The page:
I binge-watched the Korean TV series The Lawyers of The Great Republic Korea last week. It is typical of the Korean romantic dramedy genre, with a love quadrangle consisting of two high-school friends who grow up to be an actress and a lawyer, a portfolio manager who marries and divorces the actress, and another lawyer who shacks up with and then abandons the lawyer, only to return.
Through a typical meet-cute process the abandoning lawyer defends the actress in post-divorce settlement hearings while the lawyer-friend-of-the-actress defends the portfolio manager. Also, because this is Korean love quadrangle, the abandoned lawyer is the plucky working-class girl with a heart of gold. The portfolio manager is a rich cad with a scheming and toxic mother. The abandoning lawyer is eye candy who we expect to eventually hook up with the actress, which he kind of does in the end. The plucky working class girl gets the rich portfolio manager after 16 hours of simmering. The rich actress goes from being shut-in wife to sought-after star and of course works on a film-within-the-film entitled, winkingly, “Love Quadrangle”.
There are some semi-implausible timing issues in all of this. The working class girl starts out as a coffee-serving clerk in the law firm of the abandoning lawyer, who eventually proposes that they move in together, which she accepts as a kind of marriage proposal.
Then after 2 years he leaves her for 6 years, with no notice but a phone call, to move to Los Angeles. In retrospect it turns out that he had to go donate a kidney to his father blah blah blah and couldn’t tell her because he didn’t want to burden her blah blah blah. We get to see the surgery scar on his otherwise athletically flawless stomach. She waits for him 6 years without dating anybody else. This seems both totally implausible and plausible for a girl with no self-confidence whatsoever and no other prospects. This is indeed how she is painted in the beginning, to the extent that we don’t see why handsome lawyer guy would want to move in with her. After 2 years, they are not intimate enough for him to share family problems with her. So that doesn’t add up. It’s just the story, very broadly written.
To support this somewhat contradictory story, when we first see plucky downtrodden working class girl, she is wearing pants and a haircut designed to kill all male desire.
Then, as the romantic plotline advances and she starts to gain credibility as a rival for the portfolio manager’s affections versus her friend the actress, her hairstyle subtly improves.
At the end of the series, in terms of looks, she is a match for the actress.
The actress, to be honest, has a slightly butch duenna cast to her looks, which makes the progression to romantic parity a little easier.
So this hairstyle progression is a little card trick played by the manufacturers of this confection. The woman playing the ugly girl in real life started working as a model.
The glasses and the hairstyle are model-fugly. Take off the glasses and comb the hair and voilà. It’s a cheap trick but an effective one if you combine it with a bunch of other cheap tricks, which is how this kind of sausage gets made.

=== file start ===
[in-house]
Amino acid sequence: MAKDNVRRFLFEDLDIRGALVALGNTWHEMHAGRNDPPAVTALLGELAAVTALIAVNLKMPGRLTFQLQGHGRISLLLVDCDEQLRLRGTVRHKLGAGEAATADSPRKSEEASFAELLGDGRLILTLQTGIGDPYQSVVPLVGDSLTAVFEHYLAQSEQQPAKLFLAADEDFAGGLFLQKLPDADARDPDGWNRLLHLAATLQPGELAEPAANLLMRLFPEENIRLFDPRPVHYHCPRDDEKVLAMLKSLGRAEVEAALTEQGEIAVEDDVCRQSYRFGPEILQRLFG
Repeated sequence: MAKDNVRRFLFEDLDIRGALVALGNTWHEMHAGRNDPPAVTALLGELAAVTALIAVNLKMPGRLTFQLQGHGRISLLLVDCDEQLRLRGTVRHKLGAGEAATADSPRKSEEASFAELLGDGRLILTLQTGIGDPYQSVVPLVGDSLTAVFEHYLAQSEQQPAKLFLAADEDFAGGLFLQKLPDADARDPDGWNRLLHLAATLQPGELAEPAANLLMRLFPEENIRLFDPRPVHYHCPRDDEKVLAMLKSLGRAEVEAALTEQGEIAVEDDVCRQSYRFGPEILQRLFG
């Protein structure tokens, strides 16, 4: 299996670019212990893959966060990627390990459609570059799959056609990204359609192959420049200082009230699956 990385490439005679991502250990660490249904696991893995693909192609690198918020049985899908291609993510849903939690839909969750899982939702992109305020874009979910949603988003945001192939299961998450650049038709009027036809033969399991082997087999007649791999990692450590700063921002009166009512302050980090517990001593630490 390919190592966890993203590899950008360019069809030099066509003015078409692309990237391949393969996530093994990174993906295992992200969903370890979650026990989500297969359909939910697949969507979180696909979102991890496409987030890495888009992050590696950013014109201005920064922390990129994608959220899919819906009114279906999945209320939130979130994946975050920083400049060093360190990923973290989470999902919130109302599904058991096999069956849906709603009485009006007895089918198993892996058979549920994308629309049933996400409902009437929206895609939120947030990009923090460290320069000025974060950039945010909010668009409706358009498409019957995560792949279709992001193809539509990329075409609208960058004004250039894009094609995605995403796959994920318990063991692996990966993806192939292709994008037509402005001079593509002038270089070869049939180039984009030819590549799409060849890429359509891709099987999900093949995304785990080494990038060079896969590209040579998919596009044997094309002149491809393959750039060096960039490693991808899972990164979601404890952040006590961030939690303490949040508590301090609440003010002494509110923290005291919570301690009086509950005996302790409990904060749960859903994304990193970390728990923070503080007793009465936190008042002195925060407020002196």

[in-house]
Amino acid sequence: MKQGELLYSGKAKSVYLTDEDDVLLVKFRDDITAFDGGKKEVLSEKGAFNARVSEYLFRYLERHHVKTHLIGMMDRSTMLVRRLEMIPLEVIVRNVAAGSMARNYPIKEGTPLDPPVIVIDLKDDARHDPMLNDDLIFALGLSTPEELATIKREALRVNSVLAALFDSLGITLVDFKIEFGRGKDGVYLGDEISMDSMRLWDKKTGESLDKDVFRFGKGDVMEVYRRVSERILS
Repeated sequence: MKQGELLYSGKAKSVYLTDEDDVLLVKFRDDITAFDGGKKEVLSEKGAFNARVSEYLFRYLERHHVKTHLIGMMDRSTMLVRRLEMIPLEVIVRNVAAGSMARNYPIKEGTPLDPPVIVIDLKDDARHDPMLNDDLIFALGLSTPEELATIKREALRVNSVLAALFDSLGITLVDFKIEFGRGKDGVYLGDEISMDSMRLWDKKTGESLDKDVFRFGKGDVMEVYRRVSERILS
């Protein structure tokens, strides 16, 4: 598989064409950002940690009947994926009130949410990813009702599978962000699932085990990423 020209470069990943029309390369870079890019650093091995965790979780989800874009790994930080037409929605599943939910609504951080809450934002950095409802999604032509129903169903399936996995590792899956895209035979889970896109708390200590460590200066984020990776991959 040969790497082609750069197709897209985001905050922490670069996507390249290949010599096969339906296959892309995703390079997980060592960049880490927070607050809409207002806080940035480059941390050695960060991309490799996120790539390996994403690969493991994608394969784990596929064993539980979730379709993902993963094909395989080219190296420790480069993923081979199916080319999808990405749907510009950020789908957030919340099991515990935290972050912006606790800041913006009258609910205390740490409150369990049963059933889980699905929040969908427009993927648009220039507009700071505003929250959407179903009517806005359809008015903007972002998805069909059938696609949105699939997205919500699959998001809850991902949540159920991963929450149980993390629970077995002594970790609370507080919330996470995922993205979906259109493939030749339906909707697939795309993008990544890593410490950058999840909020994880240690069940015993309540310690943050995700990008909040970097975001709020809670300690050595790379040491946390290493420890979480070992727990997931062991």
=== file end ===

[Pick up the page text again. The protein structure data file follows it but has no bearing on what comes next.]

Fashion makes an appearance in the story but only slightly. At one point the portfolio manager takes to wearing shorts, which is a provocative challenge to the perception of his corporate standing. His chauffeur then starts wearing short-sleeve suits with short pants. They have fun with it. I’m having a hard time finding screenshots of this. This is the chauffeur:
This is the kind of suit he was rocking. Note it’s not just short pants but short sleeves that make the look unique. This kind of fashion weirdness always crops up in Korean TV series and counts as a viewer bonus feature:
In another scene, the actress goes to diss her toxic mother-in-law, and she’s all Gucci’d up, while her mother-in-law is sitting in a hotel restaurant with another plain rich girl that she wants to be Daughter In Law 2.0.
At the end, for various reasons, the actress strikes a deal with the portfolio manager which means that he has to repudiate the working class heroine for 3 years, to suffer for his personality defects.
So the working class heroine is abandoned by Boyfriend #2, without notice, and she goes into hibernation again for another year. This is really the most implausible part of the story, that a woman who is capable of attracting heavy duty male suitors without effort would also be quite willing to sit out the bulk of her 20s waiting for guys who don’t show up. The stretches of time involved render that implausible and make the story seem that much more contrived. But the stretches of time I take to be allegorical, not real, and represent how long things seem to be in such interludes. Or it could be that these timelines are realistic for that culture, which I doubt.
In the end they finally get together, culminating in a closing Big Screen Kiss. (BSK for Hollywood insiders.) He proposes marriage and she says No, let’s date for another 2 years to finish out the agreement with his ex, then marry. Forever delaying. She’ll be in her 40s before they settle down and have kids. But whatever, no rush.
This kind of TV series is written to be broadly entertaining, inoffensive, PG-rated family fare. There are adorable little kids that show up from time to time, the children of the chauffeur.
And they eat lots of noodles. In this genre there is generally a lot of eating of salt-of-the-earth local foods and they drink lots of rice wine to lower inhibitions and get to the heart of the matter.
Certainly there are people who sit out their lives, incapable of getting involved. I’m just not sure that this set of people could really interact in the ways described. It brings it down from a possible 10 to an average rating of 7.0, which is what fans of this genre gave it.